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Types of Health Insurance

There are two main categories of health care insurance:

  • Indemnity Plan. You are reimbursed for medical expenses regardless of which provider you use meaning you have the freedom to choose doctors and hospitals. These plans also allow the insured to use any hospital in any part of the country. Generally a yearly deductible is charged and a percentage of costs above the deductible are covered. There are three common practices that are used to determine the amount of reimbursement in an indemnity plan (there are also some limitations regarding the amount, which you have):
    • Reimbursement of actual charges. The insurer reimburses you for the actual cost of your medical care regardless of the cost. There may be procedures or services that aren't covered.
    • Reimbursement of a percentage of actual charges. The insurer pays a set percentage of the actual charges on covered procedures and services, regardless of the cost, and you pay the difference.
    • Indemnity. The insurer pays a specified amount per day for a predetermined number of days regardless of the actual cost of care. The reimbursements, however, will never be more than the actual expenses.

  • Managed Care Plan. In general, there are three types of managed care plans. They are similar in nature but the programs are different. The common feature is that all three have an arrangement between an insurer and a network of selected health care providers. They offer financial incentives to the insured to encourage them to use the providers in the network. They usually have specific guidelines regarding the selection of providers and formal procedures that must be followed. The basic types of managed care plans are:
    • HMOs (Health Maintenance Organizations). HMOs provide treatment on a prepaid basis. As a member, you pay a set monthly fee regardless of the amount of medical care needed. In exchange for the fee, the HMO provides a wide variety of services including doctors' visits, hospital stays, emergency care, surgery, lab tests, x-rays, and therapy. In most cases, HMO members have to receive their medical treatment from providers in the network, although there are some exceptions in emergencies or when medically necessary.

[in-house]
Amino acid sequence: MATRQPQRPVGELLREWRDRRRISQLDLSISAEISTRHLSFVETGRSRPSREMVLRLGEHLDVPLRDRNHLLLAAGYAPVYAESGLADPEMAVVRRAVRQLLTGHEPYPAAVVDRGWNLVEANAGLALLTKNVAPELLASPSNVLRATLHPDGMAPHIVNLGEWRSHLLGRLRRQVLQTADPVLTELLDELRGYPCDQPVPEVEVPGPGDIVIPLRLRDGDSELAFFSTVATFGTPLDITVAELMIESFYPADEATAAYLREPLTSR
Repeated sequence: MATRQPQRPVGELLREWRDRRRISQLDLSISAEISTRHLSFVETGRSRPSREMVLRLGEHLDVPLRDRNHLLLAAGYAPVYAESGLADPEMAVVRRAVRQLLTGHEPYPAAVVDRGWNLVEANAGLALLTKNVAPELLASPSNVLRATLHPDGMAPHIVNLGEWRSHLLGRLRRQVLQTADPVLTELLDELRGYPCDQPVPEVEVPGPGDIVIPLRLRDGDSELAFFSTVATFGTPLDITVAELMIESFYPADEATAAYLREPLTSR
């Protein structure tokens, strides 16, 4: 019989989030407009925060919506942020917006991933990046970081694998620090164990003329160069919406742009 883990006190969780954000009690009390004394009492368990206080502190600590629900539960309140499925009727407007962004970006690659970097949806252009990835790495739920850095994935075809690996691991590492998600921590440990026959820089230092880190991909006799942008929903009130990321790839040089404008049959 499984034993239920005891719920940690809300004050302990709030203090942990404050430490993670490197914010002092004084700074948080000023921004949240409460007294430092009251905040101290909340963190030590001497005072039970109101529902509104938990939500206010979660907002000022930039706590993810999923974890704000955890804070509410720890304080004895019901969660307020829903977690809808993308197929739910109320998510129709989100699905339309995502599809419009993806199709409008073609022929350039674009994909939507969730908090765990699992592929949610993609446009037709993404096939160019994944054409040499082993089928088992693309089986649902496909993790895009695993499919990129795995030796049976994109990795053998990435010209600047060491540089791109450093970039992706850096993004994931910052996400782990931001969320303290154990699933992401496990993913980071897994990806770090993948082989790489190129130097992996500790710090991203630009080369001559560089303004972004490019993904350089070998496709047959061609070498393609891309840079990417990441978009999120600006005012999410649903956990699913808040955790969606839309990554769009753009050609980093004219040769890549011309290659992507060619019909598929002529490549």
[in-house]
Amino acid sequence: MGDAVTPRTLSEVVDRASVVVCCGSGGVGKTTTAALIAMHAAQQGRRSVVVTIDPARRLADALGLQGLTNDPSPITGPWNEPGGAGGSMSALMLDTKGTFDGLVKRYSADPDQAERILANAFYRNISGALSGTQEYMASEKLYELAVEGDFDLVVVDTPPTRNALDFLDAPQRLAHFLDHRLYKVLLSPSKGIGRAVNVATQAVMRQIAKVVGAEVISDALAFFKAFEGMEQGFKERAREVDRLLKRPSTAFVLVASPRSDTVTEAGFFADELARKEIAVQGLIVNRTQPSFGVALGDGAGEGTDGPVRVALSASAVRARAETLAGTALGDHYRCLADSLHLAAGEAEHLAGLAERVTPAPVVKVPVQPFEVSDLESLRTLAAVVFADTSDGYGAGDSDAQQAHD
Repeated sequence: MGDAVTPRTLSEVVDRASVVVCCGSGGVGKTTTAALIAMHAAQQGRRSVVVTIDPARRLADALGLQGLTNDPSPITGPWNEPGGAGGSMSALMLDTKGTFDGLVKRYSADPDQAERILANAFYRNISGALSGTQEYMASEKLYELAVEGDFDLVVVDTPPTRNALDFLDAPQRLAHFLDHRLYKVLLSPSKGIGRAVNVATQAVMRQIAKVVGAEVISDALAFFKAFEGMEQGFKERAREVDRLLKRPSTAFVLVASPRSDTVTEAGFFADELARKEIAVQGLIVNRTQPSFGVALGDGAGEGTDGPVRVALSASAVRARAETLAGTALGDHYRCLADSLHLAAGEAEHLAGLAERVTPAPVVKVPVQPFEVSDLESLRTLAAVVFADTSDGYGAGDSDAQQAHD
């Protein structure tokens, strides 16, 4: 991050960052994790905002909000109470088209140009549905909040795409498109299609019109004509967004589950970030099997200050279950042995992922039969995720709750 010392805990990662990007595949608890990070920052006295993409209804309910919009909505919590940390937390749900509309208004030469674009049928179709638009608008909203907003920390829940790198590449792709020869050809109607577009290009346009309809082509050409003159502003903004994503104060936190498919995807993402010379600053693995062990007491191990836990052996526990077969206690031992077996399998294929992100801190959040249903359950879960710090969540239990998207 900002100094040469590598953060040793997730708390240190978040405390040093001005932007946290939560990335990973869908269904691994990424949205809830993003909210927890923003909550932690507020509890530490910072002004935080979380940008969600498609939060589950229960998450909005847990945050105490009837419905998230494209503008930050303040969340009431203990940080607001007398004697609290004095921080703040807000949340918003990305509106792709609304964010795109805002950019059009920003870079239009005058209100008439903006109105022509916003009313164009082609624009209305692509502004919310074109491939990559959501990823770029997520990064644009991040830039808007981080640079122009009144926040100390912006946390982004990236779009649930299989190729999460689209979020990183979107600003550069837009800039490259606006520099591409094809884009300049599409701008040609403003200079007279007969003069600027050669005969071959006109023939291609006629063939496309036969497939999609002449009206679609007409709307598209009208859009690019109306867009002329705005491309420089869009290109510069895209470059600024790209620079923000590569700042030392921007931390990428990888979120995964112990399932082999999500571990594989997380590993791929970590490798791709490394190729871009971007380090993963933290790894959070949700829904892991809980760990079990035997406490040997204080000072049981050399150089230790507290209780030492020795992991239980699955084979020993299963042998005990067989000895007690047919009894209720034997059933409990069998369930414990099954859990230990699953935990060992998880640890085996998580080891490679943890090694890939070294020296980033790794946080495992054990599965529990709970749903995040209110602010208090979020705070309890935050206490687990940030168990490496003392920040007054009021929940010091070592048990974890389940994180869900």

• PPOs (Preferred Provider Organization). PPOs are organizations made up of doctors and hospitals (known as preferred providers) that only serve a specific group or association. It is possible, however, to use doctors who are not part of the plan and still receive some coverage. That is why this type of plan is suited for individuals who want an HMO style prepaid plan while keeping the freedom to use a doctor that is not part of the network. As with HMOs, these plans are focused on preventative care and include a broad range of services. As a PPO member, you generally pay for services as they are received and are reimbursed for the cost of the treatment less your co-payment. The price of certain services is determined in advance, and that is the price charged for the duration of the agreement.
    • POS (Point of Service Plans). POS plans are unique because the insured doesn't pay a deductible and usually only pays a minimal co-payment when using a provider in the network. POS programs generally require you to choose a Primary Care Physician (PCP) who makes referrals to other providers in the network. Usually, if you seek medical care outside of the network, you will be responsible for full payment, which may be considerable. On the other hand, if your PCP gives a referral for you to see a specialist outside of the network, the insurer will cover most of the cost.

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